The development of nuclear energy in Bulgaria, Romania and Sweden
The Bulgarian government will speed up the conclusion of a contract for the supply of non-Russian nuclear fuel to the two Soviet reactors at the Kozloduy nuclear power plant. The fuel has so far been supplied exclusively by the Russians. The French company – Framatome is currently working to remove Russian technology from the plant. The first delivery of non-Russian fuel will take place by April 2024 at the latest, and the deal must be completely independent of Russian suppliers. The Kozloduy power station generates about ⅓ of the country’s electricity.
According to Romanian authorities, the United States will provide more than US$3 billion for the construction of two reactors at the Cernavodă nuclear power plant starting in 2023. The financing, about ⅓ of the amount needed, will be provided by the Export-Import Bank of the United States (EXIM), the government’s export credit agency. The Cernavodă plant is Romania’s only nuclear power plant and was built using Canadian technology. It provides about ⅕ of the country’s electricity.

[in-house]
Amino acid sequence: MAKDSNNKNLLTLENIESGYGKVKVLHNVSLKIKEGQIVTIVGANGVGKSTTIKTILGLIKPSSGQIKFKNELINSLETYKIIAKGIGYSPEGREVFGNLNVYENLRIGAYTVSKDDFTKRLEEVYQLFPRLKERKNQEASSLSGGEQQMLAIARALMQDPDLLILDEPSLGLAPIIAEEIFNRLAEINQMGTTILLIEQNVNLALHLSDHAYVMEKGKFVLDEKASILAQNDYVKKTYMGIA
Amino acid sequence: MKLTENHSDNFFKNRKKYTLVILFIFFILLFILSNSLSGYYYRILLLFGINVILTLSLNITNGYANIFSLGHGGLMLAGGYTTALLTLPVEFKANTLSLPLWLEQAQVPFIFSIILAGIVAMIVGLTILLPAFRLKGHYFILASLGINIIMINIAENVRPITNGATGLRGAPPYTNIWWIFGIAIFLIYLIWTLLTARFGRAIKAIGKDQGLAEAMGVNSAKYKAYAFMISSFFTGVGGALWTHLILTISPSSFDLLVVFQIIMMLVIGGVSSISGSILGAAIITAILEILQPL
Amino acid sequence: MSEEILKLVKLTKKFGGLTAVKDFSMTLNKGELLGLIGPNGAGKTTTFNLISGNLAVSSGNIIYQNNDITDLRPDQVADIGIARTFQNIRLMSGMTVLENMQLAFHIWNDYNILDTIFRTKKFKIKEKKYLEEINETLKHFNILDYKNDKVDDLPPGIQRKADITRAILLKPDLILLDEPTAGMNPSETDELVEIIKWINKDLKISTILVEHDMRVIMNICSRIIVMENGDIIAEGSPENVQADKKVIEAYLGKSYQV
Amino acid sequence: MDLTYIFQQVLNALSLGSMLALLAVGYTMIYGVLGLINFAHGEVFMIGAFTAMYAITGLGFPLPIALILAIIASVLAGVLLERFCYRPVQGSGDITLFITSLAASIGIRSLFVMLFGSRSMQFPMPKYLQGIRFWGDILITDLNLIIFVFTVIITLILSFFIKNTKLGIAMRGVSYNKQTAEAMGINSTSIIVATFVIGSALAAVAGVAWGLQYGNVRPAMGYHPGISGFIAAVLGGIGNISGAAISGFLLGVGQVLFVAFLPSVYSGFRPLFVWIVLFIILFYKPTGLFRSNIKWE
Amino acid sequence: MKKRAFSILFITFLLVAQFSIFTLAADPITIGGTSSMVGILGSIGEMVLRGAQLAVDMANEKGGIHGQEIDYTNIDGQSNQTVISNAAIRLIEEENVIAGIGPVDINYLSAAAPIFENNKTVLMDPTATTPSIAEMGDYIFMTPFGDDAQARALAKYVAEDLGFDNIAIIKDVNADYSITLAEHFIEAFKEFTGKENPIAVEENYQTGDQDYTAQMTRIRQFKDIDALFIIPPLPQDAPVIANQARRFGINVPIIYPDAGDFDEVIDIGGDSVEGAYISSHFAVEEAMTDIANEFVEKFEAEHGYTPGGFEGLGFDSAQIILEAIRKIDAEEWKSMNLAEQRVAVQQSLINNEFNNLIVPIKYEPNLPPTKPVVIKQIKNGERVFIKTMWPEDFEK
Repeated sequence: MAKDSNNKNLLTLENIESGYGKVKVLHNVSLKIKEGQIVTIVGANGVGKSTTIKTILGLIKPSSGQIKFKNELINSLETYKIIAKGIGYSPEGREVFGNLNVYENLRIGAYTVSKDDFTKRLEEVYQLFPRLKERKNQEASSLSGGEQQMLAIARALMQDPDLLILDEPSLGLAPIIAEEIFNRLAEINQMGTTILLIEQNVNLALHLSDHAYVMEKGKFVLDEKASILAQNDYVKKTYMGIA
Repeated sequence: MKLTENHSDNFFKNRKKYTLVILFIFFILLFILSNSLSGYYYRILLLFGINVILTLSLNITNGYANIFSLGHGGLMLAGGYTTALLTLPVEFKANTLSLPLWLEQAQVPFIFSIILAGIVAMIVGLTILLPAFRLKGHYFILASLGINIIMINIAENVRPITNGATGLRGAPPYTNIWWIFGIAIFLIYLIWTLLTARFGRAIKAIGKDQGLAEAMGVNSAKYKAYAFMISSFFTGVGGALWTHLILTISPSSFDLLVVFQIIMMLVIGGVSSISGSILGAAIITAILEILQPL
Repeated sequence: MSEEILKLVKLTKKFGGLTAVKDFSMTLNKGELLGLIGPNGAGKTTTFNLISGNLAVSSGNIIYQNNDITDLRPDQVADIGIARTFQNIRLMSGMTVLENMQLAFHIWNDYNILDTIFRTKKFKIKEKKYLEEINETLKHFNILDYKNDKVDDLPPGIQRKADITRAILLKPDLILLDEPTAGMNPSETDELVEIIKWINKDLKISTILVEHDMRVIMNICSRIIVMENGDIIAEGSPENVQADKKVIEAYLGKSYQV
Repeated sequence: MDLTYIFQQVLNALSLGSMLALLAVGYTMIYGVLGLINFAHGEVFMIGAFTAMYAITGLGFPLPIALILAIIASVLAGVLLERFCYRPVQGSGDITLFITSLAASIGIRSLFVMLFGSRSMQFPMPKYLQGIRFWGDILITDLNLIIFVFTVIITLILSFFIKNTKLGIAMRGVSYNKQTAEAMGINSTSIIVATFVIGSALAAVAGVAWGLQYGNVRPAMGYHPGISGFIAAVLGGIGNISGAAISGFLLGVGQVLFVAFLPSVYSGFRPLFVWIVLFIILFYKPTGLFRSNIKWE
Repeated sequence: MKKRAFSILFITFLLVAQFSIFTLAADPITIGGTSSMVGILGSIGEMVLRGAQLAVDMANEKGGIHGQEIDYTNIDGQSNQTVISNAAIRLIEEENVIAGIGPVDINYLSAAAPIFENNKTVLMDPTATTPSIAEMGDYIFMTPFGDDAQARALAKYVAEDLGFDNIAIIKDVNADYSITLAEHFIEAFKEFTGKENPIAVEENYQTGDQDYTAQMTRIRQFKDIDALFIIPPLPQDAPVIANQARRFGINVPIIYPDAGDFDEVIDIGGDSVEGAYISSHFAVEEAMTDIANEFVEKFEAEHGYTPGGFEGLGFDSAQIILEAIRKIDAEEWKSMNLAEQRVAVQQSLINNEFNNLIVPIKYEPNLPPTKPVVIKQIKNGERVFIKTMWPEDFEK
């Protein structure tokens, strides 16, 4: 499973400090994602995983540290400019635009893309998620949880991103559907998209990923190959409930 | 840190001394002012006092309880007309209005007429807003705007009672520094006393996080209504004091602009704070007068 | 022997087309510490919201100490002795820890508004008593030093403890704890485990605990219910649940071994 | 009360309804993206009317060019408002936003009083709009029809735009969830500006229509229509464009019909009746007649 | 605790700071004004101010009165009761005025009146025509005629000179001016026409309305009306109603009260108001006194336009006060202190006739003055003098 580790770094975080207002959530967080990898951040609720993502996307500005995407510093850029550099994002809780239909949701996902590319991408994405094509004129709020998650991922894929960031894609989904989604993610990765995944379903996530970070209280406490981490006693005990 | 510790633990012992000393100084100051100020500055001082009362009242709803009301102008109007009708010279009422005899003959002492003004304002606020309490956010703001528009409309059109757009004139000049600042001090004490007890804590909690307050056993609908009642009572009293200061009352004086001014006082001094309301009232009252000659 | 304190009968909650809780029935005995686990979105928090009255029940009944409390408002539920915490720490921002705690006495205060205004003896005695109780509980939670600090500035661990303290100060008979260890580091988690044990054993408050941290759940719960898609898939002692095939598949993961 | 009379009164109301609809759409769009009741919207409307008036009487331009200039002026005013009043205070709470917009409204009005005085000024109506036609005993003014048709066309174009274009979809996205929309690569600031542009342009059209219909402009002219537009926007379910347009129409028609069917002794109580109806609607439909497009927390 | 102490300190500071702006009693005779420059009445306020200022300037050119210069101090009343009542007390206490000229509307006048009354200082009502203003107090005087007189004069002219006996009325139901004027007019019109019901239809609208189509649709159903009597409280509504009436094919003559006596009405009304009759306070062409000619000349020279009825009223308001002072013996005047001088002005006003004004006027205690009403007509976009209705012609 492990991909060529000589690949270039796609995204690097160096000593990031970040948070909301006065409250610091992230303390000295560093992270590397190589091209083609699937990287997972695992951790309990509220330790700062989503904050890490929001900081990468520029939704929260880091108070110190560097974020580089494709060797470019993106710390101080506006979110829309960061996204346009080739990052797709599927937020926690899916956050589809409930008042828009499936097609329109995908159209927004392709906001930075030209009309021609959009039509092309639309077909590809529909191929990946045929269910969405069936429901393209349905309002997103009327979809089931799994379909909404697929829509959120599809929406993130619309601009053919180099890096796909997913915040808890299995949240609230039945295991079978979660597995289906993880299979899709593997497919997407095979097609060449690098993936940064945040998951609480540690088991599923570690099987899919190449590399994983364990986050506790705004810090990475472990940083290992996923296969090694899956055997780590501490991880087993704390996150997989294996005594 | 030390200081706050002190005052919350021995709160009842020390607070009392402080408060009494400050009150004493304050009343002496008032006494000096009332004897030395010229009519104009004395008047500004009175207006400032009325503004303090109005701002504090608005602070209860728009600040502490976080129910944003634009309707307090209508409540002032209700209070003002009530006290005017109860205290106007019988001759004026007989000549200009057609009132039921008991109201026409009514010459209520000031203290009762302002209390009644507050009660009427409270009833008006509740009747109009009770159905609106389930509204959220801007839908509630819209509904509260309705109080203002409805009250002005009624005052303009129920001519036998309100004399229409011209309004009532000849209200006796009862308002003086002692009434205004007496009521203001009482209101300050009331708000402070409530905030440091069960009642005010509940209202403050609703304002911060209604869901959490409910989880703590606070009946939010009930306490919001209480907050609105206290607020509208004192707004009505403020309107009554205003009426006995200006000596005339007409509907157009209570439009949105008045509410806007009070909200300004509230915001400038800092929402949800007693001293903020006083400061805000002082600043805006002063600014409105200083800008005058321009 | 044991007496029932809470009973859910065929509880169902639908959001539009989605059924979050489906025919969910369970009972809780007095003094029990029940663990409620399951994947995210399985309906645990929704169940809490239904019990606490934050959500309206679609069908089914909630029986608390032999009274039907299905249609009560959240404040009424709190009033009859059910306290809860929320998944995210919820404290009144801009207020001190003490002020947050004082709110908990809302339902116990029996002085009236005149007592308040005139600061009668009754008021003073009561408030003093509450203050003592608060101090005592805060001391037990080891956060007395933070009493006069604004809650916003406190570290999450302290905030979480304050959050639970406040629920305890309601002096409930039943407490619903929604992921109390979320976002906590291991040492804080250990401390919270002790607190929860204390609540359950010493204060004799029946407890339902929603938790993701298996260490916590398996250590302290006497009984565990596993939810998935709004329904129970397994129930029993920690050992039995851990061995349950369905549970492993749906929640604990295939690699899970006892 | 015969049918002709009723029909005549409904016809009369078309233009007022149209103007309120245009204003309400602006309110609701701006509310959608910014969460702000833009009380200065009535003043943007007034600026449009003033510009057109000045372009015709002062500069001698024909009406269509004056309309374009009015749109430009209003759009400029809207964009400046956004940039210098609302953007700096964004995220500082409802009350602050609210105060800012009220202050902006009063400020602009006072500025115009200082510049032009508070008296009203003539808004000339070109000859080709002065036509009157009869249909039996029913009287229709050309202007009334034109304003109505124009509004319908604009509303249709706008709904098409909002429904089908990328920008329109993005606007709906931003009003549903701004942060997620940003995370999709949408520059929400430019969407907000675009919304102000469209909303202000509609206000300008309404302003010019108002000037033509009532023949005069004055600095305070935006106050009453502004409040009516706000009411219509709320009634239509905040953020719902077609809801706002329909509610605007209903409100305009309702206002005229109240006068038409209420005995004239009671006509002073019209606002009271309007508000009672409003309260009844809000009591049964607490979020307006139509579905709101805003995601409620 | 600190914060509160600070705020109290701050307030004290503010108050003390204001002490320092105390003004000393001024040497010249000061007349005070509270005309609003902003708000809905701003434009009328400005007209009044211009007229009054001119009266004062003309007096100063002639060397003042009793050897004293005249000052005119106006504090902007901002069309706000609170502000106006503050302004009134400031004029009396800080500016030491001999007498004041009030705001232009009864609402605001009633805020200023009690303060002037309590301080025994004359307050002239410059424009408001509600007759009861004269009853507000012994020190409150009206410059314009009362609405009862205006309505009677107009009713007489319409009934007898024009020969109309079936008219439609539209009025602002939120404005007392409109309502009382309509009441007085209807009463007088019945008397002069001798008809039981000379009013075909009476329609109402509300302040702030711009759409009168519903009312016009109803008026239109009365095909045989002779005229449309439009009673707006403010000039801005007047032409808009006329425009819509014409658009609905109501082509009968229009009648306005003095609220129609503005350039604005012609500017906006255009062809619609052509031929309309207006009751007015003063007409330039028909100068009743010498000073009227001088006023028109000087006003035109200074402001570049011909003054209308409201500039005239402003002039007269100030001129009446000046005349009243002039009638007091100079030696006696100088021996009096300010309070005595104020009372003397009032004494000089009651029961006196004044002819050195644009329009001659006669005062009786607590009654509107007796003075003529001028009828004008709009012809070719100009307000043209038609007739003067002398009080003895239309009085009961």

German energy company Uniper, which will become wholly state-owned from 2023, will not build a new nuclear power plant in Sweden, contrary to plans by its Swedish subsidiary Barsebäck Kraft. Uniper co-owns all three active nuclear power plants in Sweden, Oskarshamn, Ringhals and Forsmark, as well as the Barsebäck nuclear power plant, which is in the winding down process. Meanwhile, the Swedish governing coalition will allocate EUR 36 billion to plan the construction of new nuclear power plants by local conglomerate Vattenfall AB.